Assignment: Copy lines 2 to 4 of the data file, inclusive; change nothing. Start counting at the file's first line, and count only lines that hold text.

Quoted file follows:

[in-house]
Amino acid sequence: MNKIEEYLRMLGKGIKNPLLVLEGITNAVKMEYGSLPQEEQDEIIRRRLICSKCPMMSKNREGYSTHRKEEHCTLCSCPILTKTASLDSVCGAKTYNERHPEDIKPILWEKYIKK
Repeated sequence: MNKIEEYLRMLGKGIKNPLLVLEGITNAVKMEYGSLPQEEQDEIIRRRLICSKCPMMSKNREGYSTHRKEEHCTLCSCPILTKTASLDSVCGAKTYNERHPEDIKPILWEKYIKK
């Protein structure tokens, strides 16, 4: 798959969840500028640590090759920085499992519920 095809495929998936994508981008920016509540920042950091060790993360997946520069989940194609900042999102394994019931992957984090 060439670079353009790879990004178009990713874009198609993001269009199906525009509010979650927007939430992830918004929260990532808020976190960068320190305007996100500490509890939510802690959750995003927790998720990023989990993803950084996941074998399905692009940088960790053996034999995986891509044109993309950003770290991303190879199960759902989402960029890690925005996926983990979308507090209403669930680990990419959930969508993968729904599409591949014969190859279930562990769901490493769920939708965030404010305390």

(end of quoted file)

Amino acid sequence: MNKIEEYLRMLGKGIKNPLLVLEGITNAVKMEYGSLPQEEQDEIIRRRLICSKCPMMSKNREGYSTHRKEEHCTLCSCPILTKTASLDSVCGAKTYNERHPEDIKPILWEKYIKK
Repeated sequence: MNKIEEYLRMLGKGIKNPLLVLEGITNAVKMEYGSLPQEEQDEIIRRRLICSKCPMMSKNREGYSTHRKEEHCTLCSCPILTKTASLDSVCGAKTYNERHPEDIKPILWEKYIKK
């Protein structure tokens, strides 16, 4: 798959969840500028640590090759920085499992519920 095809495929998936994508981008920016509540920042950091060790993360997946520069989940194609900042999102394994019931992957984090 060439670079353009790879990004178009990713874009198609993001269009199906525009509010979650927007939430992830918004929260990532808020976190960068320190305007996100500490509890939510802690959750995003927790998720990023989990993803950084996941074998399905692009940088960790053996034999995986891509044109993309950003770290991303190879199960759902989402960029890690925005996926983990979308507090209403669930680990990419959930969508993968729904599409591949014969190859279930562990769901490493769920939708965030404010305390």